Related Reviews
The Scotsman
5 Stars
'...when it's Carol Kidd's voice and Nigel Clark's guitar, the effect can be magical.'
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Edinburgh Evening News
'Kidd's boldest departures, though, involved imaginative interpretations of the standards. Sweeping from a towering falsetto to hushed tones, Kidd delivered her evocative slow account of the Arlen and Koehler classic Stormy Weather over Clark's impromptu playing.'
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Bebop Spoken Here
'...expressed with fresh spin from Carol's unique style.'
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Jazz Matters
'musical storytelling at its best'
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In Tune International
"[The album] joyfully reflects the best of both artistes."
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Jazzwise
'...the duo finds the emotional heart of each song with unerring accuracy...'
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MusicWeb International
"The plethora of young hopefuls trying to be jazz singers could learn a thing or two from Carol Kidd."
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LondonJazz
"...an affecting programme of intelligently selected songs, flawlessly presented."
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The Observer
4 Stars
"...harmonically subtle, rhythmically firm, endlessly resourceful..."
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The Scotsman
4 Stars
"...impeccably played and beautifully judged..."
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Scotland on Sunday
5 Stars
"This is musical storytelling at its best..."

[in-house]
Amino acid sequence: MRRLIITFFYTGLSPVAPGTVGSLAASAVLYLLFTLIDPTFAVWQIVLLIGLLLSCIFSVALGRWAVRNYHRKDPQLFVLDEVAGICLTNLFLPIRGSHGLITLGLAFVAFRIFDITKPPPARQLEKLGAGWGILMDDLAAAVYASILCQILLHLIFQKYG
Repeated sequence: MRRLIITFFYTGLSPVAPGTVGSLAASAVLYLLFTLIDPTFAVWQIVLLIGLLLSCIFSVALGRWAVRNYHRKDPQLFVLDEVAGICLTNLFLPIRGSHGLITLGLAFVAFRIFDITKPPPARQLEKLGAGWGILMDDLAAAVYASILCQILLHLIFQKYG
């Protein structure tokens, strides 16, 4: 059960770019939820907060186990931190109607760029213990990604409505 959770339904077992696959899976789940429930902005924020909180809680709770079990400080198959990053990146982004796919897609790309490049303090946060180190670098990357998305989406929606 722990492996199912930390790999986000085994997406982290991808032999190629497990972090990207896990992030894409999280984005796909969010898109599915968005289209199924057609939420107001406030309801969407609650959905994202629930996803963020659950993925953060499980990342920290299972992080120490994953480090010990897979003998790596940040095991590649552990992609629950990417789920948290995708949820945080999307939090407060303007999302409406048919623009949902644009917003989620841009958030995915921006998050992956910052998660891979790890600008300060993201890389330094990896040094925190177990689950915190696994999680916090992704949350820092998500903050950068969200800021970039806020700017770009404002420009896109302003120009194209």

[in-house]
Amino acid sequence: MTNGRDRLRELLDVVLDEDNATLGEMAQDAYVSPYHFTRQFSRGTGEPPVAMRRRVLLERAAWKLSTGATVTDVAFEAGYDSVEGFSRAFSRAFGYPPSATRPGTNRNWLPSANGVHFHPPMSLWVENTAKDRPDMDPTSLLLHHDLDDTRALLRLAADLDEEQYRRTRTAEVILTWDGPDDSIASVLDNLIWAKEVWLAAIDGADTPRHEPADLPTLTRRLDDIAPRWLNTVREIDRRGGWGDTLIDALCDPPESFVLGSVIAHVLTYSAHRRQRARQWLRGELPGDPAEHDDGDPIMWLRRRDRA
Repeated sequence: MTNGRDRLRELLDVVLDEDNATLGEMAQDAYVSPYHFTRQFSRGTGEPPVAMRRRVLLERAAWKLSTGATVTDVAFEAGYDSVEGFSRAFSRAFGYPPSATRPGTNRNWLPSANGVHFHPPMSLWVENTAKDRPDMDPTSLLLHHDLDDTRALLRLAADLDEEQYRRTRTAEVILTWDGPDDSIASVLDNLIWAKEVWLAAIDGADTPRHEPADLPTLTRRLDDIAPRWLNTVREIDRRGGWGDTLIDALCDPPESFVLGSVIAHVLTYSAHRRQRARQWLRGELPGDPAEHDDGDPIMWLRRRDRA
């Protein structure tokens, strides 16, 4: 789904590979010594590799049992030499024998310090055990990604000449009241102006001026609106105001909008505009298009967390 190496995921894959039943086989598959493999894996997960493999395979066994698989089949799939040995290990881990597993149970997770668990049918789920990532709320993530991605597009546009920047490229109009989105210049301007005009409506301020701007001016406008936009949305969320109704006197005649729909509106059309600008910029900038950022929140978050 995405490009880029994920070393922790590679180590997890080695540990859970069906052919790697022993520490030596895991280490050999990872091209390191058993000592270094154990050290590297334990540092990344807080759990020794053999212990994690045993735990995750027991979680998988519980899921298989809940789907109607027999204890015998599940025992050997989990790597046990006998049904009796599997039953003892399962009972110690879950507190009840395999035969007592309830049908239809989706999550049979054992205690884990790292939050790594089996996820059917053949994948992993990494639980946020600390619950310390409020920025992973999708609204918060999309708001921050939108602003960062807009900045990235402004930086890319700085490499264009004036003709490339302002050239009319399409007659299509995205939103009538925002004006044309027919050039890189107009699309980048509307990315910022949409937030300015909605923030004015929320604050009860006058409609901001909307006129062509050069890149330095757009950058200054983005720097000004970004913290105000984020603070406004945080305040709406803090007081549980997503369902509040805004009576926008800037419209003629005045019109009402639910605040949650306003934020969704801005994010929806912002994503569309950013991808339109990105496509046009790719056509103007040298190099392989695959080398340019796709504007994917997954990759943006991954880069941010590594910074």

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The Herald
'...delightful...'
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Jazz Rag
'...knowledgeable jazz phrasing that validates everything this lady performs.'
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Carol Kidd Live at the Theatre Royal, York - Northern Sky


19 July 2011
Northern Sky
Liam Wilkinson

Nothing, not even a stage bathed in serene sky-blue lighting and adorned with imposing faux abbey ruins, could gloss over the mischievous, Glaswegian humour of Carol Kidd. It may be her many-shaded vocals and seemingly innate sense of improvisation that prompted Frank Sinatra to dub her 'the best kept secret in British jazz', but it's her affectionate, playful and plainspoken Scottish wit that oozes through the music tonight. "We drove all the way from Glasgow in the piss-pouring rain to see you today!" she exclaims, relaxing the four-hundred rain-dampened shoulders of the audience in front of her, before launching into one of the most heartfelt renditions of Someone To Watch Over Me that any of us have ever heard.

Tonight she's joined by guitarist Nigel Clark, who has been accompanying Kidd, on and off, for a couple of decades. The duo have braved the northern drizzle to promote their latest album TELL ME ONCE AGAIN (Linn Records, 2011) which lends a handful of songs to tonight's performance. Mercer/Mancini's Moon River, Walker/Arnold's You Don't Know Me and their co-written title track, Tell Me Once Again, show off the skills of each musician in equal measure, revealing a tenderness between the two that perfectly echoes the sentiment of each carefully-selected song. Embraceable You presents a delicate and sincere performance from Kidd, How Deep Is The Ocean gives Clark the chance to show us how a set of fingers ought to be used whilst an unrehearsed, surprise performance of I Won't Send Roses from Jerry Herman's Mack and Mabel is the highlight of the evening, demonstrating the instinctive kinship that exists between the two musicians.

Kidd's humour is not only apparent in the banter between songs but also adds a light touch to the songs themselves. Those 's' sounds in Gershwin's S'Wonderful are extended by Kidd to tens of seconds, resulting in belly-laughs all round. And the laughter is sustained as Kidd chooses to dedicate It Ain't Necessarily So to the clerical-collared gentleman sitting in the third row. I expected to leave York's Theatre Royal this evening with the lines of Gershwin in my head, but was comfortably surprised to walk home with laughter in my ears.


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